Journal of Medieval and Early Modern Studies (1 May 2010) 40 (2): 223–247.
Published: 01 May 2010
...Paroma Chatterjee This study offers a close reading of the processes involved in crafting a Byzantine holy portrait by focusing on certain episodes in the Life of Nikon and the Life of Irene of Chrysobalanton , hagiographies dated to the eleventh century. The article argues that the anxieties of...
Journal Article
Journal of Medieval and Early Modern Studies (1 May 2010) 40 (2): 273–297.
Published: 01 May 2010
... through the poem, the essay draws out examples of medieval agents participating in the craft of forgiveness with varying degrees of inadequacy when compared with Jesus Christ, the embodiment of forgiveness. It focuses on two versions of community in the poem: the political model of forgiveness in the Mede...
Journal Article
Journal of Medieval and Early Modern Studies (1 September 2013) 43 (3): 473–485.
Published: 01 September 2013
... “craft,” “art,” and “knowledge,” which began to create cultural divisions between artisan and artist, artisan and scientist. The essays in this volume explore artisan culture from a variety of perspectives, analyzing the representation of premodern artisans as distinctive cultural producers and...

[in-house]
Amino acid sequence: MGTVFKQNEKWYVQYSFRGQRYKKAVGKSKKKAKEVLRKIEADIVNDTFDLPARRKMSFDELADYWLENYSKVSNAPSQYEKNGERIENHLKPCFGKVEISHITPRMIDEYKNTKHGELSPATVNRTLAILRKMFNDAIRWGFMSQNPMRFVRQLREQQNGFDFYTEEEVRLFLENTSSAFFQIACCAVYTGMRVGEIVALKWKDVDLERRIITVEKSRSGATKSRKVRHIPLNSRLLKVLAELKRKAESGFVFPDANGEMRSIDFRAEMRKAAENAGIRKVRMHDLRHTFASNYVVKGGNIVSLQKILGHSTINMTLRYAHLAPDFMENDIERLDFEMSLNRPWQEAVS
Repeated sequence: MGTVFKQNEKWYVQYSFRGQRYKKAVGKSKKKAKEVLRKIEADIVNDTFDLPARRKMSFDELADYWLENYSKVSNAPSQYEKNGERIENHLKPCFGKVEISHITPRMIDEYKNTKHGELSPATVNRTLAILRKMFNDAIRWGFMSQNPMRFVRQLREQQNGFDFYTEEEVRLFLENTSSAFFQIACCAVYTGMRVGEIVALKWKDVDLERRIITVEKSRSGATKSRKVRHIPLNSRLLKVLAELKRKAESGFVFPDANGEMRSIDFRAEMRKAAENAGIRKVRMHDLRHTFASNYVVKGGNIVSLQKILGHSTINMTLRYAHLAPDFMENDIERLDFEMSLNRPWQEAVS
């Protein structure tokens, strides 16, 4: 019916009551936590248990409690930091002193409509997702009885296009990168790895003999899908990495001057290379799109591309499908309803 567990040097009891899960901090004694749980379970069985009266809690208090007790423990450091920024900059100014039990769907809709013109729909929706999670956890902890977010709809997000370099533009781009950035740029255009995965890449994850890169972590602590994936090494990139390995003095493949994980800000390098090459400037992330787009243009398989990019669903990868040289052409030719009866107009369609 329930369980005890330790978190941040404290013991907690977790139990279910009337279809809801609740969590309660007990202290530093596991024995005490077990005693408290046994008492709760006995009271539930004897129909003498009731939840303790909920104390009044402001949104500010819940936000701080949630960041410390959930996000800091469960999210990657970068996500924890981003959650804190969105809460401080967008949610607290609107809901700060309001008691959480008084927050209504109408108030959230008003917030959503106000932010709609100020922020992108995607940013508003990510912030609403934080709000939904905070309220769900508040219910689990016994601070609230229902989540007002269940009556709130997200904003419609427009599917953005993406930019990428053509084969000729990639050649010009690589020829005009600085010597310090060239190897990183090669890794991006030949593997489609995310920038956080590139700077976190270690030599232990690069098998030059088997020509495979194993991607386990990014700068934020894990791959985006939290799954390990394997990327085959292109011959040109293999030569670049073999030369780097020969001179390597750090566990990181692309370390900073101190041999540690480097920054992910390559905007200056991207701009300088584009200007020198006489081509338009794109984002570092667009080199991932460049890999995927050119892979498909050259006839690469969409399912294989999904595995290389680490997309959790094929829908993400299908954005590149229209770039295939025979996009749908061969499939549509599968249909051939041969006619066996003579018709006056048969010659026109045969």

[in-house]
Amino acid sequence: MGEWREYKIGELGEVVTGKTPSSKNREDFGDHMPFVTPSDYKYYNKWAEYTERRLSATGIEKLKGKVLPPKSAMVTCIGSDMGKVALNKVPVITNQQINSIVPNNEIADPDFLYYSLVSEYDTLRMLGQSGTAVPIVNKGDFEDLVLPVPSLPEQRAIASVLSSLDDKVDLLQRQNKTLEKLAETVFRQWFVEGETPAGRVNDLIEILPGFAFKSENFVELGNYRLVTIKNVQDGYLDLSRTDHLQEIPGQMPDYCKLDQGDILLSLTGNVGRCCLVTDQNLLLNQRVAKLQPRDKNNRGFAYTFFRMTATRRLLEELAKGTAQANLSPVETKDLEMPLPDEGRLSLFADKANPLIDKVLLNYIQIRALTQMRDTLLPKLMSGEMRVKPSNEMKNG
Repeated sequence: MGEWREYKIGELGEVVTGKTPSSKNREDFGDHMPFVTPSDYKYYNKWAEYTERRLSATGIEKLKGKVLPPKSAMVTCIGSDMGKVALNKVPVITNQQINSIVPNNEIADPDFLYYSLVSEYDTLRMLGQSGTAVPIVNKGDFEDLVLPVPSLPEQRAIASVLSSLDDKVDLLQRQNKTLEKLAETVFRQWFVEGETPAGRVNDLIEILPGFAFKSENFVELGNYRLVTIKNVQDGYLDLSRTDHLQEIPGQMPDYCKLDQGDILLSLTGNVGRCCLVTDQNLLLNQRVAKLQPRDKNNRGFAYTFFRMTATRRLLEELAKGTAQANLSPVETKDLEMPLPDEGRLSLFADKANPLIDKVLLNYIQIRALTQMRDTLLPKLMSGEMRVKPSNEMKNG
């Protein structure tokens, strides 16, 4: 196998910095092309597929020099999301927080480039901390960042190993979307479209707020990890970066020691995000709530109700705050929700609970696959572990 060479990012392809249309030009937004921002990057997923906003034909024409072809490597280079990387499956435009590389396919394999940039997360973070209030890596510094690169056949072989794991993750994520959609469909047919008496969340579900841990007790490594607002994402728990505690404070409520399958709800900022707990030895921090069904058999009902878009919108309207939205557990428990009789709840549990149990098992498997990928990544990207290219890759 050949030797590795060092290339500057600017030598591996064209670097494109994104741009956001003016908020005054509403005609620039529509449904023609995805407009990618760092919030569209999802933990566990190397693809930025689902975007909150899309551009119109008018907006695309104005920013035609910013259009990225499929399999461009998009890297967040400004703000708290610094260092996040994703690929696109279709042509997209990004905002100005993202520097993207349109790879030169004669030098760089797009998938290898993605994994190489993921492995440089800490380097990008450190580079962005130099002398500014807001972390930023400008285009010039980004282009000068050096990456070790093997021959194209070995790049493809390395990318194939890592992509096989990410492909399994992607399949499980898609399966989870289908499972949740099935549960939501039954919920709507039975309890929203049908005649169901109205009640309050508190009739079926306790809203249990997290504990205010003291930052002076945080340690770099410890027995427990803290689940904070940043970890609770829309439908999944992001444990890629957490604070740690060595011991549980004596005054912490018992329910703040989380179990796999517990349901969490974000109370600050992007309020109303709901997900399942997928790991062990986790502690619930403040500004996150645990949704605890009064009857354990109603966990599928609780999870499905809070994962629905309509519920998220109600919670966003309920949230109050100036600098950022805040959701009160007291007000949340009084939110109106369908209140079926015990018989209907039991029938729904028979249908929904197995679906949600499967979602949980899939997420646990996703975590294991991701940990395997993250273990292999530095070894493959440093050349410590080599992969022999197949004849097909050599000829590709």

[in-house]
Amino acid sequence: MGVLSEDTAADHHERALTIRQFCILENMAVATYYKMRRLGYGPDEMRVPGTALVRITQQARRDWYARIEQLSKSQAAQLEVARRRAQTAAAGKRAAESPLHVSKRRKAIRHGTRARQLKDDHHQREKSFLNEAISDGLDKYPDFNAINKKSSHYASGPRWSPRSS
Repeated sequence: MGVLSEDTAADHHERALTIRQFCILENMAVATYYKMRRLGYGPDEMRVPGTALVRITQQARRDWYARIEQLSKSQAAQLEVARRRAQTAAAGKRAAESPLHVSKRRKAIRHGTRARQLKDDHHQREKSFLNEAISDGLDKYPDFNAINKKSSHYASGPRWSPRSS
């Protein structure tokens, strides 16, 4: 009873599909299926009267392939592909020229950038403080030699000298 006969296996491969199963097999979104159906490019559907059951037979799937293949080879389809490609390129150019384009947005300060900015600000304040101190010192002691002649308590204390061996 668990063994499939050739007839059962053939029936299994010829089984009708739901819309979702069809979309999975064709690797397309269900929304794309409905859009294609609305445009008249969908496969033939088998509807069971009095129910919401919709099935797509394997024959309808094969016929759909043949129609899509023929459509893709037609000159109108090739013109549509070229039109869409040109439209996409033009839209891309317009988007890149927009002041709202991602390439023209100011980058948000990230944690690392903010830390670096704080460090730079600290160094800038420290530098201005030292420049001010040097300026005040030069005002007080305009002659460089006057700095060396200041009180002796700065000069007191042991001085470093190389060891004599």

Journal Article
Journal of Medieval and Early Modern Studies (1 September 2013) 43 (3): 573–597.
Published: 01 September 2013
... how an investigation of the shoes and other crafted objects staged in the play may shed new light on a neglected economy of female artisanal labor in early modern London and its transformative impact on the material culture of the early modern English stage. Examining a range of evidence, including a...
Journal Article
Journal of Medieval and Early Modern Studies (1 January 2014) 44 (1): 45–68.
Published: 01 January 2014
... altered by the dissolution: prayer, otium , and withdrawal. As Tudor society sought to reshape or relocate these elements, writers including Edmund Spenser and William Shakespeare explored and appropriated them, crafting within their literary texts a place for the monastic impulse. Writers of the period...